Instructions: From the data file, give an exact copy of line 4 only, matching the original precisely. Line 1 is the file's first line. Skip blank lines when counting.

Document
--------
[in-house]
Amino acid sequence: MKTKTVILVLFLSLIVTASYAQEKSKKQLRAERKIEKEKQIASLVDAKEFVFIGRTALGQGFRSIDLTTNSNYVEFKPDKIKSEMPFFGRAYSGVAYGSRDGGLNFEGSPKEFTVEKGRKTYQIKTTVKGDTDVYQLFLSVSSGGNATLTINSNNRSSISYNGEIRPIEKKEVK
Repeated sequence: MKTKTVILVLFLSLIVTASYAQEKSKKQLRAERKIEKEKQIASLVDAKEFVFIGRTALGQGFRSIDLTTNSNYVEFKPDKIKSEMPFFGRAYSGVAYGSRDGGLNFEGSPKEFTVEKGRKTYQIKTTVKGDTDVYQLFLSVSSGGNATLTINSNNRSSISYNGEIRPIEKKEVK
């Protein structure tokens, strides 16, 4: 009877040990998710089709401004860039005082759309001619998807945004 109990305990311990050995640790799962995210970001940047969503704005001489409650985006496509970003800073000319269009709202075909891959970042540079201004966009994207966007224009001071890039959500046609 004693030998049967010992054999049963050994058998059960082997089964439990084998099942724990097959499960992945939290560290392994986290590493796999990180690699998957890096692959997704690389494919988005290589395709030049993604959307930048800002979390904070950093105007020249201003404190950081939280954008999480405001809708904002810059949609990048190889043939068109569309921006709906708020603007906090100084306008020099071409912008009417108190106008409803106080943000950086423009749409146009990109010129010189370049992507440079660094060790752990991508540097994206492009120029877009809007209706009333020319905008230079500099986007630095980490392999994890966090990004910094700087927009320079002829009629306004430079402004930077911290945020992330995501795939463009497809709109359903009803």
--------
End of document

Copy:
């Protein structure tokens, strides 16, 4: 009877040990998710089709401004860039005082759309001619998807945004 109990305990311990050995640790799962995210970001940047969503704005001489409650985006496509970003800073000319269009709202075909891959970042540079201004966009994207966007224009001071890039959500046609 004693030998049967010992054999049963050994058998059960082997089964439990084998099942724990097959499960992945939290560290392994986290590493796999990180690699998957890096692959997704690389494919988005290589395709030049993604959307930048800002979390904070950093105007020249201003404190950081939280954008999480405001809708904002810059949609990048190889043939068109569309921006709906708020603007906090100084306008020099071409912008009417108190106008409803106080943000950086423009749409146009990109010129010189370049992507440079660094060790752990991508540097994206492009120029877009809007209706009333020319905008230079500099986007630095980490392999994890966090990004910094700087927009320079002829009629306004430079402004930077911290945020992330995501795939463009497809709109359903009803």